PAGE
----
Hospital urges Shanghai expats to get rabies vaccine

The ER team at Jiahui International Hospital (JIH) in Shanghai has been encouraging people to get vaccinated since launching its 24-hour Rabies Prevention Clinic last November.
Hospital urges Shanghai expats to get rabies vaccine
Ti Gong

Jiahui’s ER team: (left to right) Dr. Ilaria Lantieri, Dr. Ronald Beaudreau, Dr. Niels Deconinck, Dr. Gallon Yu

As we approach Chinese New Year, many of us are planning to make the most of the coming holiday with a trip to warmer climes. But those set on travelling to places around Asia should be aware of the risk of rabies.

The ER team at Jiahui International Hospital (JIH) in Shanghai has been encouraging people to get vaccinated since launching its 24-hour Rabies Prevention Clinic last November.

“90 percent of the cases we get are people who’ve already been bitten by an animal,” says Dr. Niels Deconinck, an emergency physician at the hospital.

“Very few people anticipate the need. It’s a problem particularly for the expat population because they tend to travel a lot.

“When you’re in Shanghai, you think that everything is available but if you go on vacation in Asia to places like Vietnam and Cambodia, the rabies immunoglobulin (the group of antibodies used to kill the virus) isn’t always available or stored in proper conditions. We’ve seen a lot of people who get bitten in another country and have to fly back to get the injection, which of course ruins the holiday.”

Rabies isn’t only an issue in Southeast Asia, it’s prevalent across much of the rest of the continent too. According to WHO, China has the second highest number of reported rabies cases in the world, with over 2000 deaths reported each year in the last 10 years.

“I think the vast majority of people in China don’t know how high the risk of rabies is, and the expat population is poorly informed,” says Dr. Ronald Beaudreau, Jiahui Health’s Chief of Emergency Medicine.

Rabies is a viral disease that causes inflammation of the brain. It is transmitted through contact with infected animals — usually through bites, scratches and abrasions. Rabies is 100 percent fatal once symptoms start to show, with an average incubation period of 1-3 months. Only mammals carry the rabies virus, typically dogs, cats and bats; small rodents are also susceptible.

Currently, Jiahui International Hospital is the only international hospital in Shanghai with a rabies prevention clinic.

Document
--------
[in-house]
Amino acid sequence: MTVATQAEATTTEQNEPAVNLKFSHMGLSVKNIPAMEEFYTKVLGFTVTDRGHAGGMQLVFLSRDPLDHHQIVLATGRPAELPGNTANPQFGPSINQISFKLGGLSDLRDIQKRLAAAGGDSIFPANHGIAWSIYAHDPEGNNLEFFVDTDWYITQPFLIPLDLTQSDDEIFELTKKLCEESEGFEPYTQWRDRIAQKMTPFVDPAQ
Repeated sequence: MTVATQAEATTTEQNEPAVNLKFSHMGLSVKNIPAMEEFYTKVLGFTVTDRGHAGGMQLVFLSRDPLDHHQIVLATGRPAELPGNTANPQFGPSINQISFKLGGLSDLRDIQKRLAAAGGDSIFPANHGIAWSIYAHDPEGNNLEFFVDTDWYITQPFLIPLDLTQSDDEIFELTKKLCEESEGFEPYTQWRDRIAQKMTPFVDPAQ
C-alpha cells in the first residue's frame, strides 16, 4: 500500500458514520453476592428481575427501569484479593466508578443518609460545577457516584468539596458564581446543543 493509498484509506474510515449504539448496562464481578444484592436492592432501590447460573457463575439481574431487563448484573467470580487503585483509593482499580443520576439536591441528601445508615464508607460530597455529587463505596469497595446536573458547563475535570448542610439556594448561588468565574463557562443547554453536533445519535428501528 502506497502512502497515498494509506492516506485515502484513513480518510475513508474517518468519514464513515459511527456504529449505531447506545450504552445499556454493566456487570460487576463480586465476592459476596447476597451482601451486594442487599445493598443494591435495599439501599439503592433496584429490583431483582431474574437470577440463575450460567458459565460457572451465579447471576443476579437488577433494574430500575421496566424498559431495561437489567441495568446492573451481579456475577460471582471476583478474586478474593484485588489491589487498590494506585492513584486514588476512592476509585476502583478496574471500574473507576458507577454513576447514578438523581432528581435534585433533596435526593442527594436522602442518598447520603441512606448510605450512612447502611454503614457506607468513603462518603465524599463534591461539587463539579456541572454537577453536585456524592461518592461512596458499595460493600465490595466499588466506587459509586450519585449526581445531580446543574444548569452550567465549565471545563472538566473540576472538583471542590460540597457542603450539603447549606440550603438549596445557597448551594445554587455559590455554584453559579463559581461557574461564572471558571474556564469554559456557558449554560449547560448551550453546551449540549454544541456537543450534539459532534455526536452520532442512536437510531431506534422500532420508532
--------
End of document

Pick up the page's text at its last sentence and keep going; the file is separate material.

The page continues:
“We’re the only alternative to the local government ‘dog bite clinics,’” explains Dr. Deconinck. “There is one government clinic per district in Shanghai — so if you live in Xuhui, for example, you have to go to that one.”

Each month, Xuhui’s ‘dog bite clinic’ receives around 1000-1500 visits and administers 5000 doses of vaccine. “In China, the numbers are really incredible. As a foreigner, it’s not the smoothest experience — you go 3-5 times, and each time you have to go through the whole process again.”

And at Jiahui?

“We follow the WHO guidelines, in alignment with Chinese CDC recommendations, which means 3 visits over 3 weeks for the vaccine. But here you don’t wait, especially when you come for follow-up shots. We have your record and everything is already prescribed; so you just come, get the shot, and go.

“It’s worth getting vaccinated before exposure as you end up needing fewer products: 3 shots of vaccine (plus 2 boosters if you get bitten). If you’ve never been vaccinated and you get bitten, you need 4 shots plus the immunoglobulin, which is the blood product used to kill the virus.”

Fortunately, at Jiahui there’s no markup on the vaccines and the immunoglobulin. “The prices for the products are the same as the government clinics and the consultation fees are very reasonable.”

What kind of rabies cases does the ER normally see? “The majority of patients we’ve seen so far are people who’ve attempted to rescue an animal, or they’re fostering a new animal, and they’ve been bitten.” In China, animals usually aren’t vaccinated for rabies until after six months, and animal vaccines are often unreliable.

Surely avoiding stray animals is enough to ward off any risk? Dr. Beaudreau thinks not. “I had an expat see me who was cycling downtown. A bat flew out of nowhere, wings spread, hit her in the face and then fell down dead, or stunned. It’s a little odd in Shanghai to get attacked by a bat, and it freaked her out. But she was smart; she knew bats carry rabies, so she came to the hospital and got vaccinated.”

“People just don’t think that they’re going to be exposed to animals, or that their kids are going to be, but it happens,” says Dr. Deconinck. “There’s even a little monkey in the French concession who sometimes bites people.”

“Right,” Dr. Beaudreau chimes in. “We have four kids; no matter how many times you tell them not to play with animals, as soon as you turn your back they’re going to play with animals. My daughter was bitten by a zebra at Shanghai Zoo! Luckily, she’d already been vaccinated, so we just gave her a booster.

“The point is, if you live in China, you need to be concerned about rabies, especially if you have kids.”

For more information about the Emergency Medicine Department at Jiahui International Hospital, visit

For appointments and inquiries, call 400-868-3000. 

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